No surprises had been my mantra for many years. As a mom, wife, small business owner, and church volunteer, I prided myself on being organized, prepared, in control of my life. Once a month, my firefighter husband and I sat with our calendars to coordinate life. I always ended that sit down with “No Surprises, let me know if it isn’t going to work, but no surprises.” Then September 11, 2001 happened.
Almost nineteen years into a journey I never expected to be on, I am still not big on surprises – the unexpected. However I have learned a few things. God is never surprised. He can be trusted. He loves me. We don’t do life alone. We should always be kind to others and sometimes we need to be kind to ourselves – cut ourselves some slack. This current situation we find ourselves in is different than September 11 but if you don’t mind I would like to share a few thoughts to encourage you.
The Memorial was busy with a gentle buzz of activity. I noticed faces of visitors from many nations, heard softly spoken words, saw tears wiped from cheeks, selfies snapped and the sound of the south waterfall. As we headed back to the 9/11 Tribute Museum, Stephen, a gentleman in every sense of the word, carried the bag containing the head sets. On this walking tour, I was the lead docent and Stephen was my support person. He was new to the program and a little apprehensive but when he spoke of “his guys” you heard and saw his passion, his expertise. You saw the firefighter.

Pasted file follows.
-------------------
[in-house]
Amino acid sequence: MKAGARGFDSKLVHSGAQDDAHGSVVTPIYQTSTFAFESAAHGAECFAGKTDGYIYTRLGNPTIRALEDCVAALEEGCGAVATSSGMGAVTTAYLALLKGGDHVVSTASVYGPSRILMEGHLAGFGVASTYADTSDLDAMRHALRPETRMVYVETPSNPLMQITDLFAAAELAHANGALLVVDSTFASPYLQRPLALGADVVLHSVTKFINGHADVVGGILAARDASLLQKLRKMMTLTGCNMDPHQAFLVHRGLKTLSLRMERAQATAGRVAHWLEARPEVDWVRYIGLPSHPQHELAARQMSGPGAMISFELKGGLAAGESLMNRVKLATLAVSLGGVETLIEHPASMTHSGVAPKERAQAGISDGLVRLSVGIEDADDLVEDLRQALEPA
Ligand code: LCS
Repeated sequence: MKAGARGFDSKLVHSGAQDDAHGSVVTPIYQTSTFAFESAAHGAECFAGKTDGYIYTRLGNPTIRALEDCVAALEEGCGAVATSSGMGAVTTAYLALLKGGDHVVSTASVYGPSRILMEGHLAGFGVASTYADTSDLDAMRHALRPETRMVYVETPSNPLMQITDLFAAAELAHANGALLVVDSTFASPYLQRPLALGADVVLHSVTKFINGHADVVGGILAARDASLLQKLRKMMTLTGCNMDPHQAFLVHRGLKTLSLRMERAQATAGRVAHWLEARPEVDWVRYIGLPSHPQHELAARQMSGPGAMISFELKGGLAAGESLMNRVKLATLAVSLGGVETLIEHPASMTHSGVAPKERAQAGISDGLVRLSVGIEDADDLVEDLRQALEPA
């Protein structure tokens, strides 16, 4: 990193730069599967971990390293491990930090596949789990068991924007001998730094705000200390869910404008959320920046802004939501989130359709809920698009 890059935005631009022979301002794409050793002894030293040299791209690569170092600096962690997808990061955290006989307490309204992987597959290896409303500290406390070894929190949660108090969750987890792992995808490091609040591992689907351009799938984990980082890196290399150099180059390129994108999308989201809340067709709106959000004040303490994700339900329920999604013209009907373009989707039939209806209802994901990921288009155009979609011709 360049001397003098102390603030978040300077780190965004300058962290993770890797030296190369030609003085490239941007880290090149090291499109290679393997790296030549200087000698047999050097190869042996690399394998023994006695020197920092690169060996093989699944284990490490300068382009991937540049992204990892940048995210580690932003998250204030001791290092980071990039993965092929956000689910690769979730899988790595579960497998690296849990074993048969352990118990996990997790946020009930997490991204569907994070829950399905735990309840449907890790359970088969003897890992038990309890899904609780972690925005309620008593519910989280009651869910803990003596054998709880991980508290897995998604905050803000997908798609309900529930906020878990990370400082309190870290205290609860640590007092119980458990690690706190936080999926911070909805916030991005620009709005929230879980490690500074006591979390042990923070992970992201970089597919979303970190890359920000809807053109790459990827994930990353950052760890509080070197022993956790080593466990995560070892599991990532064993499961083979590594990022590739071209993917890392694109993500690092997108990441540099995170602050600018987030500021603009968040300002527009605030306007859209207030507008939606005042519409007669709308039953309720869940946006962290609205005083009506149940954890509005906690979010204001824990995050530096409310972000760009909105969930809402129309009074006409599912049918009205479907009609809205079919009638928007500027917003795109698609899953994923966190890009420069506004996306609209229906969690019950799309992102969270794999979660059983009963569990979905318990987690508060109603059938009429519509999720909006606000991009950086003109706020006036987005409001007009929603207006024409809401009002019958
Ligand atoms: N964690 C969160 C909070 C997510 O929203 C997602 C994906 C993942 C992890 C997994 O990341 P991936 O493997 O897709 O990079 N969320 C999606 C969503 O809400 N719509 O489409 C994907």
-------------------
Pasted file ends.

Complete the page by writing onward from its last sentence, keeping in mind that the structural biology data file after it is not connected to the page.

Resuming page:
As we walked along Stephen said “We (FDNY) never called it Ground Zero.”
We stopped walking and I nodded in agreement.
Stephen continued “We called it the Pile and as we got lower we called it the Pit.”
The Pile I saw for myself on September 28, 2001. I remembered the Pit as a massive hole in the ground when I started volunteering at the 9/11 Tribute Center in 2006.
We continued walking and I said “And now it is the Plaza.”
He nodded in agreement.
Our conversation confirmed in my mind something I pondered for a while. This place and I were on parallel journeys since September 11, 2001. The World Trade Center which I had visited twice before the attacks became a travel companion. We weathered the attacks, sorted through the debris (the Pile), filled the void (the Pit) and remembered and honored those we lost as we journeyed forward (the Plaza).
First there is the attack. The attack that sets your life in a direction you never expected – a pandemic, a diagnosis, an accident, words spoken in haste, a job lost, betrayal, death of a loved one, a terrorist action. The event that shakes you to the core.
After the shock or maybe while you are still in shock in the aftermath of the attack there is a massive pile. A pile of stuff that needs to be dealt with – options for treatments, decisions about the everyday, paperwork to be completed, plans to be canceled or rearranged, funerals to be scheduled, keepsakes to be shared, memories to be cherished. Where do you start? The immediate replaces the important or maybe the important replaces the immediate.
Eventually, maybe after days or months or even years the pile is gone, and you recognize there is a pit. A void left by what was taken, a hole left by finally sorting through the pile. Now what? How do you fill the hole to make it whole? How do you move forward now that the pile is gone or at least manageable? How do you move from the pit to the plaza?
“In three words I can sum up everything I’ve learned about life: it goes on.” Robert Frost